Every muscle or group of muscles has a length at which it is optimally strong. For example, let’s say I’m trying to carry a plastic bag full of groceries. When my elbow is fully straightened, my biceps muscle is weak, because it’s too long. When my elbow is in the most bent position, the muscle is weak because it’s too short. But, in between those two points, there is a position at which it is optimally strong. This position allows me to enjoy the “length-tension advantage” of my biceps while I bring the groceries into my house.

Co-contraction and muscle slack

Muscles don’t sit on bones tightened and ready for the immediate force production. Instead, they sag off like the rope hanging in this picture. Just as the car in the image cannot be moved until the slack in the rope is removed, the body cannot produce adequate force or power until the “slack” in the system is removed.

The best way for an athlete to remove muscle slack is through “co-contraction.” That is, isometric tensing of all the muscles in a limb or body part.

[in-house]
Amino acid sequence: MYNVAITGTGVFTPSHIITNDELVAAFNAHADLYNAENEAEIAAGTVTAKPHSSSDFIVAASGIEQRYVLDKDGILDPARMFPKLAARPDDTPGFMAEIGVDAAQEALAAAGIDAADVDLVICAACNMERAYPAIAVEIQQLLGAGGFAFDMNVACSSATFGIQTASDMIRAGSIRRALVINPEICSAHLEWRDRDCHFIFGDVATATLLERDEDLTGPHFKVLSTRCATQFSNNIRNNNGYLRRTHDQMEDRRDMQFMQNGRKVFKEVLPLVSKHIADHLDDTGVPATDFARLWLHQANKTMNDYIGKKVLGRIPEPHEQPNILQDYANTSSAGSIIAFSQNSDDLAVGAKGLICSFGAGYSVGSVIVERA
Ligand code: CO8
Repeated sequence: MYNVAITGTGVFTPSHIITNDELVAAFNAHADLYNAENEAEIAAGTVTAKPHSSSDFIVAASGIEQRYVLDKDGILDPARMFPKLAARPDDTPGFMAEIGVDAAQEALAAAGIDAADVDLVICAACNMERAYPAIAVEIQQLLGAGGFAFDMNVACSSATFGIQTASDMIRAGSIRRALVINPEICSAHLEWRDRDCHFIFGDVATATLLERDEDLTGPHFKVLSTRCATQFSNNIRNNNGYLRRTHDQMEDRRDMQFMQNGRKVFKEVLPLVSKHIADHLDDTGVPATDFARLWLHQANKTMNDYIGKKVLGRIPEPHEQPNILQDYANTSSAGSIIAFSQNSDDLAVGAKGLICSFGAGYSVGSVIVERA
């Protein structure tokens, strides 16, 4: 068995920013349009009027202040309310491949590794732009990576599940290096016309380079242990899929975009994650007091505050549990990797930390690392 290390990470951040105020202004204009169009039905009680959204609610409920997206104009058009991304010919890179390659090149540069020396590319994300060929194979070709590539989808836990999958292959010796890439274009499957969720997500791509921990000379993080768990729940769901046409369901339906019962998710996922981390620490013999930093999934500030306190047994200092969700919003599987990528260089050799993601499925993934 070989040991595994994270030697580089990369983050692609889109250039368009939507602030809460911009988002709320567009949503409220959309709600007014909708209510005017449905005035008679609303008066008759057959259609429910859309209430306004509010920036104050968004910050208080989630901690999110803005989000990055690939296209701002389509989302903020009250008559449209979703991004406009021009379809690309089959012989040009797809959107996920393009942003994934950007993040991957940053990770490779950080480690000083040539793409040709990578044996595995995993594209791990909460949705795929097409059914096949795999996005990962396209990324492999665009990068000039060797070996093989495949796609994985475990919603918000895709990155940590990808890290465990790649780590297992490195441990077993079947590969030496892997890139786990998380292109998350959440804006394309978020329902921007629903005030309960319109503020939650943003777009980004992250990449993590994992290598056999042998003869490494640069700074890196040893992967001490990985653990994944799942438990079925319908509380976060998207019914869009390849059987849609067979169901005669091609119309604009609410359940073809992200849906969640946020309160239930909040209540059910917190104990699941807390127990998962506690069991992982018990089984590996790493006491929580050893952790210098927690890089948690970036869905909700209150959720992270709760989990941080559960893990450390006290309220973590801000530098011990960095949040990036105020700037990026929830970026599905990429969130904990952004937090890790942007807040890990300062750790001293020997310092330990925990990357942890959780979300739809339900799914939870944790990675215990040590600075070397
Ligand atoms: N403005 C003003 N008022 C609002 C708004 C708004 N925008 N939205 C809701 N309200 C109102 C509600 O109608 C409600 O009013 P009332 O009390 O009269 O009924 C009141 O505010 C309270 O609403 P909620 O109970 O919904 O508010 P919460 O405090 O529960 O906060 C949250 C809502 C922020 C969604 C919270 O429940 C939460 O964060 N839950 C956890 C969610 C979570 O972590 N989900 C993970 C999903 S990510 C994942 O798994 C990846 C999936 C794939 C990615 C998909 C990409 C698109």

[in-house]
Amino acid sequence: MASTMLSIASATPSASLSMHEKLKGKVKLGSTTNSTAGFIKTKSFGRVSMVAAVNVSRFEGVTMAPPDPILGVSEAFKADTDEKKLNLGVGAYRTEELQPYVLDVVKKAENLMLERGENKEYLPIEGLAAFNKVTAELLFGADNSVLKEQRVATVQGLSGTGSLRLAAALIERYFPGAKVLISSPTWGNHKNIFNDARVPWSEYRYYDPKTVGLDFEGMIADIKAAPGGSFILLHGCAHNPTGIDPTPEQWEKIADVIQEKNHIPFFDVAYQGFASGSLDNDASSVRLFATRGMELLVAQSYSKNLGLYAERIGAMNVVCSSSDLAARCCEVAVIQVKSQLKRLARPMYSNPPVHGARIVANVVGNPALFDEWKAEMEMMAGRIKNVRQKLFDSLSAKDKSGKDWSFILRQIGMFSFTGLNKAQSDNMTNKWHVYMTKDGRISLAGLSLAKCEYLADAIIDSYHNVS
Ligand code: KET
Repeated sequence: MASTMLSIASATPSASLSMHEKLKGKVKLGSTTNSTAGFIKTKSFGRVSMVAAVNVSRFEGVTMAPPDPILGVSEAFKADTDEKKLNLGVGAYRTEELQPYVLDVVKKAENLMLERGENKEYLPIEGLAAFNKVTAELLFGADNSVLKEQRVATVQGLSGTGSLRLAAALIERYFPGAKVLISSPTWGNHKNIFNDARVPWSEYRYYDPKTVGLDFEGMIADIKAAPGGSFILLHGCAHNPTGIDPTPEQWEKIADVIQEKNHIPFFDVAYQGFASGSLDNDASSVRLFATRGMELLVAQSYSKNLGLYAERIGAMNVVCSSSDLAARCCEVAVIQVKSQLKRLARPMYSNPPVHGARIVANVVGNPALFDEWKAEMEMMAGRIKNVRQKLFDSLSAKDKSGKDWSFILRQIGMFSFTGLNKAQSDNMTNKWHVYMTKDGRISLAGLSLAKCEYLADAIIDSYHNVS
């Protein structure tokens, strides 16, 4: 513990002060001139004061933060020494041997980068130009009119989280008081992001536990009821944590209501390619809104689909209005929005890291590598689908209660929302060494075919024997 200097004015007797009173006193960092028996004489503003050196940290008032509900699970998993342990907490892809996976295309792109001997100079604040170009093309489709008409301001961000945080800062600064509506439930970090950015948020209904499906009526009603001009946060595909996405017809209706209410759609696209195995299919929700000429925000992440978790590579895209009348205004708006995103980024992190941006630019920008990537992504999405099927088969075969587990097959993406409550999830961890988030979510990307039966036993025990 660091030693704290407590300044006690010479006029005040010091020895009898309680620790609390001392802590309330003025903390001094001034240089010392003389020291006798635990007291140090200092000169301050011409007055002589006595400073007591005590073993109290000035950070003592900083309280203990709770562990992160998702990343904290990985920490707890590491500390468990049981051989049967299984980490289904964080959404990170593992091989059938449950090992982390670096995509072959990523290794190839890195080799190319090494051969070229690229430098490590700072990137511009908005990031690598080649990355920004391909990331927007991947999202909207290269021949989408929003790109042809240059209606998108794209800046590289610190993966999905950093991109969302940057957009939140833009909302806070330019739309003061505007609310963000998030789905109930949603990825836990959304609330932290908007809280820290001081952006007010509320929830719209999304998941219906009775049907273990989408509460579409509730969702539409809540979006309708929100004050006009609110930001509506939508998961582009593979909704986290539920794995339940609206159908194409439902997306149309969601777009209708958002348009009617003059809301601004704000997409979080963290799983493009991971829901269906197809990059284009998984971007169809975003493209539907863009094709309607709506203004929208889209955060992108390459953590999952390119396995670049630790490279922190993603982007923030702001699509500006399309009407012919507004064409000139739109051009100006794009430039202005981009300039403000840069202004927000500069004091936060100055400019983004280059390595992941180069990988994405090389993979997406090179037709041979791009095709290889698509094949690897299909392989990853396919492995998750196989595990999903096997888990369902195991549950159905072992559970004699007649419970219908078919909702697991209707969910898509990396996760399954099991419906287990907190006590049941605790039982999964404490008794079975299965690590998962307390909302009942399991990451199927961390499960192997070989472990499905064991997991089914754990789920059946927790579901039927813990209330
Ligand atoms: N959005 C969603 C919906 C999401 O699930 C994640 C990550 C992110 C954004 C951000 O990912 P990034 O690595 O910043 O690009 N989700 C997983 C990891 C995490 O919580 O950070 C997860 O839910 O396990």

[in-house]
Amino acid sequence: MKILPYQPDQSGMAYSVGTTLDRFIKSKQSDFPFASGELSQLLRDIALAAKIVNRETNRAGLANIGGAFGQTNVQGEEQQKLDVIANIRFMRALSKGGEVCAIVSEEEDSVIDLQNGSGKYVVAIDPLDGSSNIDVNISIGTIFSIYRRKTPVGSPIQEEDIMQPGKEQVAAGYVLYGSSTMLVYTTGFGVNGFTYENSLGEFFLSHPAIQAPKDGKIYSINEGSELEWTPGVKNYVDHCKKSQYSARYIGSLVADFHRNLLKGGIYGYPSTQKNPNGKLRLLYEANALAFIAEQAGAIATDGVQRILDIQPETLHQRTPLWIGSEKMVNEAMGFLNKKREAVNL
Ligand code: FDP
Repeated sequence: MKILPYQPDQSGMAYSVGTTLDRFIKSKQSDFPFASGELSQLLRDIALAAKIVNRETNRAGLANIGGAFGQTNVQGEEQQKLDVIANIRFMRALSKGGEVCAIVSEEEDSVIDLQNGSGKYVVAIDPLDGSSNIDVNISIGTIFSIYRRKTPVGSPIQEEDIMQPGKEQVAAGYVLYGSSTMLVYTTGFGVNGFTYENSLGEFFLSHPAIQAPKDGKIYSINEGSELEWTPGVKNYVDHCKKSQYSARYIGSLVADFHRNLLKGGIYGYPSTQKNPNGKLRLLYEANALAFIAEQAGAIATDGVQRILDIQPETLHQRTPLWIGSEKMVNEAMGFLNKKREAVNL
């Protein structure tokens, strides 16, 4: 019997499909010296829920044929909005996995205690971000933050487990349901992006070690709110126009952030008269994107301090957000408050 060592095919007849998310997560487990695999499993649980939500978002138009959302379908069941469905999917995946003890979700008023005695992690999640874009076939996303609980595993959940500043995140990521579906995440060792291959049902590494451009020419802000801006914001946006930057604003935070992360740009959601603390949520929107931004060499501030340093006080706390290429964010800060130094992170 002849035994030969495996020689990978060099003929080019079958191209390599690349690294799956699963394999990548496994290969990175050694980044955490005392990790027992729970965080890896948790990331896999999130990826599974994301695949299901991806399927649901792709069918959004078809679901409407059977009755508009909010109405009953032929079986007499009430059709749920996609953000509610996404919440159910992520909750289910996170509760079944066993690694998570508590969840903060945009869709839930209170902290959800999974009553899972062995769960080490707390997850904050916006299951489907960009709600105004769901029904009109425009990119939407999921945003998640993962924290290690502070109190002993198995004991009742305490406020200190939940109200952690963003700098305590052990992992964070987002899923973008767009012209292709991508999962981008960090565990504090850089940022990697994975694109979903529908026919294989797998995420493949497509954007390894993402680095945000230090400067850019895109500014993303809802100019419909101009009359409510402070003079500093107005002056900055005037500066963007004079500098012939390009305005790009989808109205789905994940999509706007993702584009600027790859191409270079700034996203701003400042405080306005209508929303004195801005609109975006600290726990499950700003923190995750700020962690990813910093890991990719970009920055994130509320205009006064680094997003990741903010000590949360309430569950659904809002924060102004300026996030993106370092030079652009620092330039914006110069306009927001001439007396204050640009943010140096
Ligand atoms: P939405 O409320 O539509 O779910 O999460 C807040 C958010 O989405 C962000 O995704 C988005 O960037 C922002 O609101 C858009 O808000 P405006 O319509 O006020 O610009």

The ability to remove muscle slack in a timely and efficient manner while moving dynamically through physical activities is one of the fundamental building blocks of what we commonly refer to as “athleticism.” For more on our definition of athleticism CLICK HERE. (video)

Muscle slack removal is facilitated when joint mobility and motor control qualities allow athletes to accomplish movements that put affected joints in anatomically stable orientations. For example, anatomical stability is achieved when the head of the femur is positioned in the center of the hip socket (acetabulum), or when the head of the humerus is centered on the shallow socket (glenoid fossa) of the shoulder joint.

In Jake’s case, his spinal and abdominal muscles weren’t removing muscle slack in a timely manner, so the vertebrae in his lower back were not being placed in an anatomically stable position. As a result, his central nervous system was subconsciously inhibiting segmental rotation and causing him to rotate like a block —non-segmentally.

My friend, Dr. Stephen Osterer recently turned me on to the scientific term for this phenomenon — Kinesiophobia (the fear of moving).

Even in the 2016 video, when Jake was performing well, his first move as he lifted his leg was to shift to his weight to the ball of the foot. This put his glutes in a disadvantageous position. He didn’t hinge his hips, but instead, kept his back glute directly over his heel. The absence of a hip hinge compromised the length-tension relationship in the glutes and allowed the quads to dominate the move